Korean Dentist at NYUCD: ‘I was discriminated against’

NYU College of Dentistry (Photo by Heejeong Yu for Voices of NY)

Jaclyn Park, a 55-year-old Korean-American dentist working at NYU College of Dentistry’s Urgent Care Clinic, filed a complaint with the New York Southern District Court against NYUCD and NYUCD clinical associate professor David Hershkowitz for race discrimination and violating the whistleblower protection law.

Park graduated from NYUCD in 1991. She was hired as a part-time faculty member in NYUCD’s Department of Cariology and Comprehensive Care in 2009 and Dr. Park was assigned to cover the Urgent Care Clinic as an adjunct clinical instructor in 2014. She remained employed as an adjunct faculty member, working part-time.

According to the complaint, since 2014 Park had applied six to seven times a year for a full-time position (full-time faculty), but the school did not promote her to full-time status, selecting white, male dentists, and thereby discriminating against her. Park claims that all the other doctors hired had less work experience or fewer responsibilities. She explained that even her colleagues expected her to be promoted this past February, but it didn’t happen.

Park said: “Hershkowitz, who is responsible for overseeing the full-time appointment process [for the school’s Cariology and Comprehensive Care Department], keeps refusing to promote me without giving me any reason.” She added that during a search in 2016 to hire a full-time employee, “Hershkowitz interviewed other candidates, and said ‘I already know Park’ and refused to interview me.” She also claimed that Hershkowitz did not give Park an opportunity to work on weekends (the Urgent Care Clinic’s weekend practice, the AHEC), but gave only his close white colleagues a chance.

It is also stated in the complaint that in addition to Park, a Chinese dentist had not been promoted to a full-time position for the past 20 years but received a promotion when there was a shortage of manpower and demand in a less-desirable facility away from the school’s main location.

Park claimed that she was even subjected to “financial loss” beyond having experienced racism, defamation and psychological damage. This is because full-time employees receive higher salaries and benefits such as health insurance.

The lawsuit is eye-catching in that NYUCD is a school whose student body represents various backgrounds and ethnicities.

“NYUCD now relies on international students to fill its ranks; in particular, Korean students make up roughly one quarter of the student body. The School markets extensively to the Korean and Korean American communities, but its enthusiasm for tuition from these groups does not extend to representing them at the faculty level,” the petition states.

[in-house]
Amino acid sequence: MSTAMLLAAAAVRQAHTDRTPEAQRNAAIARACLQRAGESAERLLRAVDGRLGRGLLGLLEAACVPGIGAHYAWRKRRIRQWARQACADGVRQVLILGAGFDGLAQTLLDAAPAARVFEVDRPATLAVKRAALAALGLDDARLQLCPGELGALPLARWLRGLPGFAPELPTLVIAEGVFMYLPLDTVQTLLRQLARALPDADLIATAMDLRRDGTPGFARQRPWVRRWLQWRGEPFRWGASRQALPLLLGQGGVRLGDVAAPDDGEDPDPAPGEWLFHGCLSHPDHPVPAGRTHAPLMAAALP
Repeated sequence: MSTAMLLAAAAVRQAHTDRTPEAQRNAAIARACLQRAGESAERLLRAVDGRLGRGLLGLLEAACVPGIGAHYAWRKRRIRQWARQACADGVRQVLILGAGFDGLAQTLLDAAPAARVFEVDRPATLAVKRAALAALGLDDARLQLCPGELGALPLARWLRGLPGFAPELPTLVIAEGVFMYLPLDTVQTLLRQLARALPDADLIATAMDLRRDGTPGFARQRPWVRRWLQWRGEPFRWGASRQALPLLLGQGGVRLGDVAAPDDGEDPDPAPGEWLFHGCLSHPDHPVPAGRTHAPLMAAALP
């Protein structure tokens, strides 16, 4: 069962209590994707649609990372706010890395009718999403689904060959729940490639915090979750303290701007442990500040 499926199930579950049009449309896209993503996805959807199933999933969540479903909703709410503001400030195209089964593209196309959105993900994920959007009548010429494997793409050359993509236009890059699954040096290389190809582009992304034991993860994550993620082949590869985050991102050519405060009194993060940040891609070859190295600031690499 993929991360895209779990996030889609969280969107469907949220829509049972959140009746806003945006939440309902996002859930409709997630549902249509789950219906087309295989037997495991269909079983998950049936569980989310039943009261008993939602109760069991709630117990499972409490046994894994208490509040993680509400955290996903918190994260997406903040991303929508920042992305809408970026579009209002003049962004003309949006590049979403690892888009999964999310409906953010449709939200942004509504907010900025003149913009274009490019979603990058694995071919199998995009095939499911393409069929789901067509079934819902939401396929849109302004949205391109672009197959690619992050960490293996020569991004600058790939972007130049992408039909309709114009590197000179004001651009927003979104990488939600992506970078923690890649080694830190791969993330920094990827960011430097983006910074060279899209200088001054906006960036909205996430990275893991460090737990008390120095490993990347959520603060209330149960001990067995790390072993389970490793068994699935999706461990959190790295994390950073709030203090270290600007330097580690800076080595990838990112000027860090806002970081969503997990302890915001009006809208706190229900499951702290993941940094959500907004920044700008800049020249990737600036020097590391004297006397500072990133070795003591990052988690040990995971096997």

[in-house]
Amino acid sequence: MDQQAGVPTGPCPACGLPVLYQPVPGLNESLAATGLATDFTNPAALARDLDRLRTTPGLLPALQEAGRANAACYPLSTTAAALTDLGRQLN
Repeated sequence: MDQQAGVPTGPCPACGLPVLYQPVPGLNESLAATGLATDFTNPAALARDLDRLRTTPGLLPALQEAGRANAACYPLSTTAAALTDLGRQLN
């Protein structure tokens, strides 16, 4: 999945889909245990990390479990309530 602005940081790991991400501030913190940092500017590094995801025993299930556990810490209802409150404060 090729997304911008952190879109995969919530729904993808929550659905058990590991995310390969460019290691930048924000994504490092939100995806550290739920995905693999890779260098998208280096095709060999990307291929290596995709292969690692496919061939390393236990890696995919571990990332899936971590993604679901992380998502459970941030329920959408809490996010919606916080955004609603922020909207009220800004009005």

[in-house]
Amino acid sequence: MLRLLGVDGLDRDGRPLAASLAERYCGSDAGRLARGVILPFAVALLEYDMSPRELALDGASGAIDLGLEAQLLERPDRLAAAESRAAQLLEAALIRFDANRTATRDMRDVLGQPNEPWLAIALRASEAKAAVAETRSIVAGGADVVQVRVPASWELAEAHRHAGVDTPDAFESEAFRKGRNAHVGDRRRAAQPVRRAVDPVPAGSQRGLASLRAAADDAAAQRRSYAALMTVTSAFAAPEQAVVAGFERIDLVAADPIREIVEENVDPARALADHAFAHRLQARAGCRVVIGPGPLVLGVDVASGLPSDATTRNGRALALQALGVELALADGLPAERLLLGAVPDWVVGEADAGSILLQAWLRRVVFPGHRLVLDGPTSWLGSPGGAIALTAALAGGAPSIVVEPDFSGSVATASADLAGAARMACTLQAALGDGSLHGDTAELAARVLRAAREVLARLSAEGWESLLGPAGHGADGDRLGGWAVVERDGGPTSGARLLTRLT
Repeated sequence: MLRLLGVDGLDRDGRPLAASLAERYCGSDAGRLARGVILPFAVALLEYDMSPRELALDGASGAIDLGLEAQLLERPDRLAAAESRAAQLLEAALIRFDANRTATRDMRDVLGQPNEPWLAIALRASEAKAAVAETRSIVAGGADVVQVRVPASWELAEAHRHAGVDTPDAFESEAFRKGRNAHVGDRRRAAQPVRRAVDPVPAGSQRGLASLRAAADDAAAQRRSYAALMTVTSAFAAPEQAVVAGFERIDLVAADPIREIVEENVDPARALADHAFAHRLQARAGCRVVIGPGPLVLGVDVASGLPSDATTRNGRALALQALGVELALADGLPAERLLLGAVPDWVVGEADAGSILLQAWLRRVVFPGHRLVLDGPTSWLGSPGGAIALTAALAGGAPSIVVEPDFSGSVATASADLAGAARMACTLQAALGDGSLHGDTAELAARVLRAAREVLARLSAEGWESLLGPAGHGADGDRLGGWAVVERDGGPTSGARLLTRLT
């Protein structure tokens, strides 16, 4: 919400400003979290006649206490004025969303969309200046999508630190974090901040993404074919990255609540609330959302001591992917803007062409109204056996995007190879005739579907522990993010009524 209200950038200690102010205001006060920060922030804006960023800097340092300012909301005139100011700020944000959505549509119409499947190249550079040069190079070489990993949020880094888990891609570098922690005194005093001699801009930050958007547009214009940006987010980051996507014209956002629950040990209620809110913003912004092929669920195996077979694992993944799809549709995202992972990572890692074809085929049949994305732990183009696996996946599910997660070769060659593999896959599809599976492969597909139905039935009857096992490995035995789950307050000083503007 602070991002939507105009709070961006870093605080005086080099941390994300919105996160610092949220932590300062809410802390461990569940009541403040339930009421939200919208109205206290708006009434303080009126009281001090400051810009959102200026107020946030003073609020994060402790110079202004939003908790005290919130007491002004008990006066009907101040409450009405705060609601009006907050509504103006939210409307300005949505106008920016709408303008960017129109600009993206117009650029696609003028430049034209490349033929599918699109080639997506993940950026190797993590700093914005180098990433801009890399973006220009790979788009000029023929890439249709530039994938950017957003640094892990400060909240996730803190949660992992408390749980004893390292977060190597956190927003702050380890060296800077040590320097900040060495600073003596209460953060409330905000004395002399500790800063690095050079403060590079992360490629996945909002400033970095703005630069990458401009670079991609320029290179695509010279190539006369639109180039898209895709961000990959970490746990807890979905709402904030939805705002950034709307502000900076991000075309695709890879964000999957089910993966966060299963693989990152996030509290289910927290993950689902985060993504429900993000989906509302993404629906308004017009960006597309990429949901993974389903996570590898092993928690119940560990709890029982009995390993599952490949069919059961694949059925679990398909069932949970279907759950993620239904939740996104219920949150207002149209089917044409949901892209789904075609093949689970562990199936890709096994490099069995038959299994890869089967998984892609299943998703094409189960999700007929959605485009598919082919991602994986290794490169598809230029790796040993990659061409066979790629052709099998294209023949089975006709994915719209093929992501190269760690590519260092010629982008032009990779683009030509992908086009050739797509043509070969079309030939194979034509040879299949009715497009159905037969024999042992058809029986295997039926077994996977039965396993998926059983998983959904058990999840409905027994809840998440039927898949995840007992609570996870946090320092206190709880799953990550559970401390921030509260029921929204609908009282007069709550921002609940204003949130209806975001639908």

“Most of the management and faculty are white,” said Park.

“I couldn’t stand the fact that doctors with two years’ experience were promoted because they were white instead of me who has 25 years’ experience and worked at the clinic for more than 10 years,” Park said. “I want to let people know the truth even if I get hurt.”

Park’s attorney, Veronica Jung, said, “It’s clear that smart and talented professionals are discriminated against just because they are Asian or Korean. We want not only simple compensation but also proper punishment.”

Besides racism, the suit also claims violation of the whistleblower protection law. Health care workers can whistleblow in case patients are in danger and they are protected from retaliation by law.

On average, 60 patients a day visit the NYUCD Urgent Care Clinic where Park works and junior doctors perform medical procedures under the care of experienced doctors.

Park claimed that there were dangerous cases during the treatment process in the clinic. It is said in the complaint: “Students at the Urgent Care Clinic performed medical procedures on patients without receiving Dr. Park’s approval to do so” and “a student attempted to perform a surgical procedure despite the patient’s dangerously high blood pressure.” In another case, there was “repeated failure” on the part of some students “to complete necessary pre-procedure documentation.”

Park said that she reported these issues to Hershkowitz several times, but he dismissed Park’s concerns and refused to get involved in [operations of the Urgent Care Clinic] and rather negatively affected her promotion.

Jung said that the school attempted to deal with this issue by informing Park of the interview schedule when it heard about the lawsuit filed by Park on May 1.

“The lawsuit has already been filed, so at this point, any action from the school has no effect on the outcome of the trial. They are just trying to make this case like it’s nothing.”

A summons to both NYUDC and Hershkowitz was issued on May 2, and the judge for this case has already been selected.

Jung said: “Recently, there have been growing voices against racial discrimination in the workplace. More people have to come forward and talk, so others have confidence.”

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